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Dual (two stage) refrigerator compressor?

Post questions and info about pneumatic (compressed gas) powered cannons here. This includes discussion about valves, pipe types, compressors, alternate gas setups, and anything else relevant.
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Dual (two stage) refrigerator compressor?

Unread postAuthor: High-PSI » Fri Nov 25, 2011 1:28 pm

Hey Guys,

I just watched a video of a guy using a large air tank to feed a precharge of 60psi to a refrigerator compressor. With the precharge, the refrigerator compressor was capable of filling a large paintball tank (90 cu in) to 400 psi in less than a minute. So, I am thinking using two refrigerator compressors in series as a two stage pump may be the hot ticket to an innexpensive high pressure compressor.

Thoughts?

Matt
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Unread postAuthor: jackssmirkingrevenge » Fri Nov 25, 2011 1:32 pm

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Unread postAuthor: High-PSI » Fri Nov 25, 2011 1:48 pm

Awesome.

Thanks, Man!

I am not looking for 1,800 psi, however. What I am looking for is 400 to 500 psi. Ideally I would love to see 1 gallon at 400 psi in 2 minutes or less. That may be asking a bit much, though. But, I also have a small 1/2 inch bore cannon that has a tiny tank. That thing would fill super quickly with a two stage refrigerator compressor.

I do appliance repair for a living. I can get parts really innexpsnsively. This should be easy and cheap to do.

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Unread postAuthor: al-xg » Fri Nov 25, 2011 1:53 pm

And in most cases you won't get 1800psi either.

I use a two stage setup and the compressor stalls at 1000psi. Some stage compressors will reach that on their own, really just depends on what you find.


Also you'll need a buffer tank between the compressors, ideally pressure regulated.

If you are just going for faster filling, compressors in parallel might be a simpler/cheaper/more effective solution.
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Unread postAuthor: High-PSI » Fri Nov 25, 2011 3:00 pm

OK, so the pressure between the compressors needs to be regulated and a buffer tank installed. Gotcha. That sounds reasonable.

So, what is the rate of fill (roughly) at a given PSI with these compressors?

Also, what about one of those tiny shop compressors ($69 Home Depot jobs) as a precharge compressor with the refrigerator compressor as a secondary? That would ease the build process, though it would be a lot louder.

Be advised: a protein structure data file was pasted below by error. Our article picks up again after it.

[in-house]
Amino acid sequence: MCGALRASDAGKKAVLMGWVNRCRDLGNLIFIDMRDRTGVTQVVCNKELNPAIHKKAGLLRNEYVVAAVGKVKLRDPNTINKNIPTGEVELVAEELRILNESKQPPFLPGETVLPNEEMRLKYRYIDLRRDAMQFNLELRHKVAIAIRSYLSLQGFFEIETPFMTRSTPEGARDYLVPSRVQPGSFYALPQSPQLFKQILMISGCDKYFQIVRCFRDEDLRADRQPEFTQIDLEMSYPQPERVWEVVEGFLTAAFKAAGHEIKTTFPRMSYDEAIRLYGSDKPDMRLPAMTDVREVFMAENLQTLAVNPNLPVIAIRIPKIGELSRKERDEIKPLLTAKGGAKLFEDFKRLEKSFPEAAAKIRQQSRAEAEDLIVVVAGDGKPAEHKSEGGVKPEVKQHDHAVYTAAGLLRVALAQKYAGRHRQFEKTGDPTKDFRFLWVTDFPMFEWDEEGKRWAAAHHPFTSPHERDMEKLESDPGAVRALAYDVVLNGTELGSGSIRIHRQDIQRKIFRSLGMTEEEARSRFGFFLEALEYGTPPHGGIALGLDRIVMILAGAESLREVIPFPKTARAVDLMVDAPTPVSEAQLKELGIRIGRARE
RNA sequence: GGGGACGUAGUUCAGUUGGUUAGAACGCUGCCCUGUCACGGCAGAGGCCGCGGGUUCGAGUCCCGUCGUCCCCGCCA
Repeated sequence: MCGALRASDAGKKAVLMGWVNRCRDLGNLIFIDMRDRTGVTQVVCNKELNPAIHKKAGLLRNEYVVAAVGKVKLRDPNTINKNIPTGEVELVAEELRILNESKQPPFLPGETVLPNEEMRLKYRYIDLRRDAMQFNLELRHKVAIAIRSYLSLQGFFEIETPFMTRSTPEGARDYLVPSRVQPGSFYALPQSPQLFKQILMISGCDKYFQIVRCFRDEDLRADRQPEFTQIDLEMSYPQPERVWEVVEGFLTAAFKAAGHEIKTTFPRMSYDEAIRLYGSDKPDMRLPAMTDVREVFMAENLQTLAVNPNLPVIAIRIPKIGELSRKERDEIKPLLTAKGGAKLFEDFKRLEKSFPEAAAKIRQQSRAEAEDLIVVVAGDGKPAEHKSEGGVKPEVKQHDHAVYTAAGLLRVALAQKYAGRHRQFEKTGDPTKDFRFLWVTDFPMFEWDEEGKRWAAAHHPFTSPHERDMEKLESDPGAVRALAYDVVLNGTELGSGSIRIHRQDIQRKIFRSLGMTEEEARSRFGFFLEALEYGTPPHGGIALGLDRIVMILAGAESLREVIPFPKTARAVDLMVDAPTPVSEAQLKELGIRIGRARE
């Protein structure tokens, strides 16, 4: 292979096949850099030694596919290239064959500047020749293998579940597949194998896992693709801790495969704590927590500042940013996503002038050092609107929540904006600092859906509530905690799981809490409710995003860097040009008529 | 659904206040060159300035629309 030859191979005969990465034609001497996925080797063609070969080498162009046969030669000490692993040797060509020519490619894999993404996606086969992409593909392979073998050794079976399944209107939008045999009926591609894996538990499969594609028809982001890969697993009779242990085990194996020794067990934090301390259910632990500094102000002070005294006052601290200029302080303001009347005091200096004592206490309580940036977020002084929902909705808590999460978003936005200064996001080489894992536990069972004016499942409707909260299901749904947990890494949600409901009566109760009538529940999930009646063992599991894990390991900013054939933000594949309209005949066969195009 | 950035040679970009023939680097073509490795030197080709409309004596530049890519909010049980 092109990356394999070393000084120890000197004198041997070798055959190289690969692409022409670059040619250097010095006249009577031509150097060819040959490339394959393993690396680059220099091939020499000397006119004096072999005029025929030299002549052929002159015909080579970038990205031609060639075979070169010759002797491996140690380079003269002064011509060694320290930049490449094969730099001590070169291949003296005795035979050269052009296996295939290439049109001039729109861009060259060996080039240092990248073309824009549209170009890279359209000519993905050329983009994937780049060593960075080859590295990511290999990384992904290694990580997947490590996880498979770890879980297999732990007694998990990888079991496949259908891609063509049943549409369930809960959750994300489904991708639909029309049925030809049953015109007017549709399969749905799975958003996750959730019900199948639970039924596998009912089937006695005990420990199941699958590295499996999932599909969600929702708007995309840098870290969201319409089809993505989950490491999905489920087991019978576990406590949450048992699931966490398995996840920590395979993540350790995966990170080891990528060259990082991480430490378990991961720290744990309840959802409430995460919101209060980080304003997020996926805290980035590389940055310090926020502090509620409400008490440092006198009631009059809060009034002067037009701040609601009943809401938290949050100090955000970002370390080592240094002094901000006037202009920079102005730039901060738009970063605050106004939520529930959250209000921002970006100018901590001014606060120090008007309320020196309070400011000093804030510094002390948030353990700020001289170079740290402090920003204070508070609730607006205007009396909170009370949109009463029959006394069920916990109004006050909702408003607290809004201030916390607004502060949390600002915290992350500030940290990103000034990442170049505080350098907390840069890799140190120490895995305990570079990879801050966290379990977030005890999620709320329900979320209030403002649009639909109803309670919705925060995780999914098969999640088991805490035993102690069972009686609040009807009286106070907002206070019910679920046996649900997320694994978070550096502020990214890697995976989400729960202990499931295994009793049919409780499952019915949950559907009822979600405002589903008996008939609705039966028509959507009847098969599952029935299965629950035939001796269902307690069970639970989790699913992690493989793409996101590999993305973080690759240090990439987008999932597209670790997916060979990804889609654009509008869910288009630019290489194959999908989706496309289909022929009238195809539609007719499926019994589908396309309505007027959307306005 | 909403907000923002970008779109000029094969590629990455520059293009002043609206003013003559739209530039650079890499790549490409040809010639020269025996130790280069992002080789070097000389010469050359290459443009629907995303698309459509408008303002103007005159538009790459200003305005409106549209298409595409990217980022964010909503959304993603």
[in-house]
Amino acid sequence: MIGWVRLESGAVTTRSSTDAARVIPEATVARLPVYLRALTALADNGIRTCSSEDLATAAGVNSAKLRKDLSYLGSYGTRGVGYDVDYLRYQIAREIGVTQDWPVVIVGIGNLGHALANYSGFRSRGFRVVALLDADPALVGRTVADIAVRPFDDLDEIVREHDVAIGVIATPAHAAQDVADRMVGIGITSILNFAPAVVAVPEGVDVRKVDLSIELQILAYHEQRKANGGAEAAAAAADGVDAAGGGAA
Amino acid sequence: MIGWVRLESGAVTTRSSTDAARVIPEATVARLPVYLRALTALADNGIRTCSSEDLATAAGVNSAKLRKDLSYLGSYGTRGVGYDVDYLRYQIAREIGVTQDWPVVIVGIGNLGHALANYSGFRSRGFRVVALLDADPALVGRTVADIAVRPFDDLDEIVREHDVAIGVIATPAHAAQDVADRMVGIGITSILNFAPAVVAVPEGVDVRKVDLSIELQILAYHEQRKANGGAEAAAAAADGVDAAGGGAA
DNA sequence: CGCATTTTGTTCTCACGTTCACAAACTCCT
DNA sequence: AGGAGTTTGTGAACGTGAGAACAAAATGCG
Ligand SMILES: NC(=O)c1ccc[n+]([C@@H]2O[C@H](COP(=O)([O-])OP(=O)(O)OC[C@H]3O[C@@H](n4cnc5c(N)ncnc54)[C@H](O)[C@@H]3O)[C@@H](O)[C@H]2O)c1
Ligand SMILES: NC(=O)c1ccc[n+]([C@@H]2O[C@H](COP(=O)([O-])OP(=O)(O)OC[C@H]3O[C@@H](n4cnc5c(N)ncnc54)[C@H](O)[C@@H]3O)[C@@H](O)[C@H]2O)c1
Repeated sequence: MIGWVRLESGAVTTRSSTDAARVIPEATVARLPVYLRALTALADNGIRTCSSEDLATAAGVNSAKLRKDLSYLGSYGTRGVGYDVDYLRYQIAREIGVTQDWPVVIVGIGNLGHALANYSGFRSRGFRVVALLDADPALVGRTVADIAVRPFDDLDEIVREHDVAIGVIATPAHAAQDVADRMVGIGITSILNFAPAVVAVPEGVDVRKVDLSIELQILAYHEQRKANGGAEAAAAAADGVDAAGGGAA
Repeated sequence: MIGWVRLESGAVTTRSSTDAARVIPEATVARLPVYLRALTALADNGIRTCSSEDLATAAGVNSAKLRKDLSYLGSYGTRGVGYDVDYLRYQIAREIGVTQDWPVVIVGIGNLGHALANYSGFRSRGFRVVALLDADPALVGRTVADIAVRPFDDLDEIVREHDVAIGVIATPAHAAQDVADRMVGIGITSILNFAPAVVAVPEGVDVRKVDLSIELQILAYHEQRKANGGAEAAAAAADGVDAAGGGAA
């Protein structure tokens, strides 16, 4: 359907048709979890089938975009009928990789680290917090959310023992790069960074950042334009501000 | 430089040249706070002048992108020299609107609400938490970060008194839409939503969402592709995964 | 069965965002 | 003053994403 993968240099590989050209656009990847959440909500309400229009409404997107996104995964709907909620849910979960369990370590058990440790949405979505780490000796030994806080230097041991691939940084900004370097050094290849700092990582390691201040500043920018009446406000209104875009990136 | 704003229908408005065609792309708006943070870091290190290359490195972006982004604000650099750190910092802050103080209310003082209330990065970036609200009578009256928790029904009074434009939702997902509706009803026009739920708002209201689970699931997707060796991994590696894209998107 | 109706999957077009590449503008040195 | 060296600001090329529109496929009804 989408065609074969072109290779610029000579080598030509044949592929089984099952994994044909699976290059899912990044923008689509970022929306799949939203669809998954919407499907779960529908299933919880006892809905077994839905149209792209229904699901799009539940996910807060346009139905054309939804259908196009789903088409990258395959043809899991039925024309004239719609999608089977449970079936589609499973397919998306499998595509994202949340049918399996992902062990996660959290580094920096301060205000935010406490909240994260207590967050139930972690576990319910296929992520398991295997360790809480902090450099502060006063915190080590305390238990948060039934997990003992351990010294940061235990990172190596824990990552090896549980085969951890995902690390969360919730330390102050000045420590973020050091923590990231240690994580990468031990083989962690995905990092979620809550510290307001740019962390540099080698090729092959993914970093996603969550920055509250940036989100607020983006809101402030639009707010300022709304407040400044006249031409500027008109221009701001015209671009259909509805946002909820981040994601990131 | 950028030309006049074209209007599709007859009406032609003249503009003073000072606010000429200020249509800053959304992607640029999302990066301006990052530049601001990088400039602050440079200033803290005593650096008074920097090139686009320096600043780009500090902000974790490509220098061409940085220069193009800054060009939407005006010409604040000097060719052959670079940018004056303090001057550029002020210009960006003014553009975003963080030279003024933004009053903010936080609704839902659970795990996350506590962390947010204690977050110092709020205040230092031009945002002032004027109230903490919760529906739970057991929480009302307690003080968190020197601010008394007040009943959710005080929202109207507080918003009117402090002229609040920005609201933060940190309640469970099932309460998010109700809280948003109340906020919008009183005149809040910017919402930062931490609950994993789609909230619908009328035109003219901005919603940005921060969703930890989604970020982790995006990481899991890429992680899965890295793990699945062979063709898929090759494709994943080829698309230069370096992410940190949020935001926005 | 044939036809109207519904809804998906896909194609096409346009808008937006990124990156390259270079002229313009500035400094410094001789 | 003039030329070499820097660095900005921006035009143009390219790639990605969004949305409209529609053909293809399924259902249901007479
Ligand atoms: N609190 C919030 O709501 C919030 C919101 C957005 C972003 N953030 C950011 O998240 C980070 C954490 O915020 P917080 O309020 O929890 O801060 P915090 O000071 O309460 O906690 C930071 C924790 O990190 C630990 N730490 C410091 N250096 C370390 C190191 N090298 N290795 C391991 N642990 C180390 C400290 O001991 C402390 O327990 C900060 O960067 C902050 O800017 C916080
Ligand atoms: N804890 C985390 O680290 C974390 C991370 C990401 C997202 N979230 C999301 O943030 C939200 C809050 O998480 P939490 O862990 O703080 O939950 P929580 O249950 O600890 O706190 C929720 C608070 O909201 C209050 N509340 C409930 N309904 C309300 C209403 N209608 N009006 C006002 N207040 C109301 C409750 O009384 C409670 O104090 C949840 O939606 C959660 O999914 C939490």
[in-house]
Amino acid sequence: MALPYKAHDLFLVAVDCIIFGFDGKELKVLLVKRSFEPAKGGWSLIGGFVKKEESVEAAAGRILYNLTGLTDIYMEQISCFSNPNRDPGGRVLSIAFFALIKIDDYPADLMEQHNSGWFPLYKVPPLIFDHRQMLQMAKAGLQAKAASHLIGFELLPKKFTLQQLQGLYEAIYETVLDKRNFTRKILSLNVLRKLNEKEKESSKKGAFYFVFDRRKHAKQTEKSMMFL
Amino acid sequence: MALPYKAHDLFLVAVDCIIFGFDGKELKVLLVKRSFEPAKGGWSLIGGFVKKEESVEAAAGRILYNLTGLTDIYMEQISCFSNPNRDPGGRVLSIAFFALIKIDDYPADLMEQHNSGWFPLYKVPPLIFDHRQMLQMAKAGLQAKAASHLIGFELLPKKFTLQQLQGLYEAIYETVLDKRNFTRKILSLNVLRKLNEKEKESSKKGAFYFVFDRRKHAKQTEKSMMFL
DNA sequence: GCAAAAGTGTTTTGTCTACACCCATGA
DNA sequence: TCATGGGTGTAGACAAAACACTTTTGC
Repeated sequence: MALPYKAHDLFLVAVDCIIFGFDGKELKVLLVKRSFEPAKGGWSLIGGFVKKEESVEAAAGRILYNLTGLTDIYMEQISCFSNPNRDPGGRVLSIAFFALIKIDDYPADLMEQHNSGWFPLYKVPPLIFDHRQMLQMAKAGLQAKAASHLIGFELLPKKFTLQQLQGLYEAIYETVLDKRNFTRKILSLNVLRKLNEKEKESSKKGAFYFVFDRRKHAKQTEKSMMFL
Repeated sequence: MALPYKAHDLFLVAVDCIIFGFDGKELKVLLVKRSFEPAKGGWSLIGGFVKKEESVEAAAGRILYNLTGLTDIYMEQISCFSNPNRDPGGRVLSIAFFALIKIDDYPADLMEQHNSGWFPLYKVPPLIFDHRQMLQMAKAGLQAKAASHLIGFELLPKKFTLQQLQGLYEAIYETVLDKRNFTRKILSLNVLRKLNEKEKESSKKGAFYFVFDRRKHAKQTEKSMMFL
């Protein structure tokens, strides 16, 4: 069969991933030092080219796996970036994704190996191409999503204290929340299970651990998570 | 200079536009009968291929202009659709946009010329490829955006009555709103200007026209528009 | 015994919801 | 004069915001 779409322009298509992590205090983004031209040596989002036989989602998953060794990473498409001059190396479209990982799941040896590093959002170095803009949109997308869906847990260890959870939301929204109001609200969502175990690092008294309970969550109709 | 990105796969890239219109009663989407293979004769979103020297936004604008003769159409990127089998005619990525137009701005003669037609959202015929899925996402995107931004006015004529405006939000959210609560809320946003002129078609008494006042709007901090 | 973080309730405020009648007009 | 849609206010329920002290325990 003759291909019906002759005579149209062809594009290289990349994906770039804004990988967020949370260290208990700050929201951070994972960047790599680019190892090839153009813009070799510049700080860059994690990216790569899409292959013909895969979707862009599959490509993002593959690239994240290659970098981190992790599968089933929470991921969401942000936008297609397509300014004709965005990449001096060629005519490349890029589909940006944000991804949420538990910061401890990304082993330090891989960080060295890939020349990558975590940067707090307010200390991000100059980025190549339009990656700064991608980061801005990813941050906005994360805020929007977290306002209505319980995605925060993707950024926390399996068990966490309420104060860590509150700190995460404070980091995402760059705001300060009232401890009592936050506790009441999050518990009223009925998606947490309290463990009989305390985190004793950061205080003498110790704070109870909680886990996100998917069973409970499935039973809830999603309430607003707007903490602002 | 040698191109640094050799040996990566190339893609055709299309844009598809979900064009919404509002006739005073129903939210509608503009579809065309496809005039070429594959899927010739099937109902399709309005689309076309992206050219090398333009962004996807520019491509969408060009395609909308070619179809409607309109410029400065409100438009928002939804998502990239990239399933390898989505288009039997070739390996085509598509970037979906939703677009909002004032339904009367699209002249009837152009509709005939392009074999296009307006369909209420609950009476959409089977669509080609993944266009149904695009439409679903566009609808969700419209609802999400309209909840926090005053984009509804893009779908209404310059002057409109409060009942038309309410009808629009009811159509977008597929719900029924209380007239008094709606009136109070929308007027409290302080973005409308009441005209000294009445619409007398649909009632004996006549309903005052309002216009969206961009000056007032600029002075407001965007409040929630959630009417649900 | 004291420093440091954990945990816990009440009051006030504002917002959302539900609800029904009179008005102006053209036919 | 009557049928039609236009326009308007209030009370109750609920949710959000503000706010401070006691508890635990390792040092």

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Unread postAuthor: High-PSI » Sun Nov 27, 2011 5:29 pm

Alright, after a bit of web searching, it looks like the refrigeration industry has a good option for a compressor tank as well. I have been looking at freon recovery tanks. Most of them are rated at 400 psi with a built-in relief valve set for 600 psi. That should make a perfect compressor tank! I have really been looking for a way to build an innexpensive (relatively speaking) compressor with a decent size pressure tank. It looks like twin refrigerator compressors, and a freon recovery tank along with the obvious regulators, fittings, and what-not will run me about $400 or so. That is half the cost of a prebuilt 400 psi compressor and would give me more than 400 psi if I had a need for it. Hmm, that saves me enough money to buy a good inverter to power the thing from the field.

This should be a good summer, next year!

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Unread postAuthor: warhead052 » Sun Nov 27, 2011 5:32 pm

Wait, really? I can charge my freon tank to 400 psi?! Wow! And there I was nearly shitting my self putting 200 psi into it.

I would say use the fridge compressors, that way you can also charge a small chambered gun to a higher pressure than 400 psi.
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Unread postAuthor: High-PSI » Sun Nov 27, 2011 5:45 pm

Make sure your freon tank is a recovery tank. I have not researched new freon tanks. I am not sure if the recovery tanks are different in that regard.

Just do a Google search for recovery tanks and see what is said. Nearly all of them that I ran across are 400 psi.

I like the idea of twin compressors for a number of reasons. For one thing, they can be paralelled or seriesed for higher pressure or higher volume. I could, also, setup the compressor to pressurize the main tank, and easily reconfigure the tank to feed the inlets of both compressors to have a high volume and high pressure compressor by using the prepressurized tank to feed the two paralelled compressors with a precharge. This should give very high output pressure at a fast rate.

In any event, I think this is the direction I will be moving in.

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Unread postAuthor: Technician1002 » Sun Nov 27, 2011 5:59 pm

Series works for water. Compressible gas changes volume when compressed. There is a reason a 2 stage 2 cylinder air compressor has one large cylinder and one small cylinder.,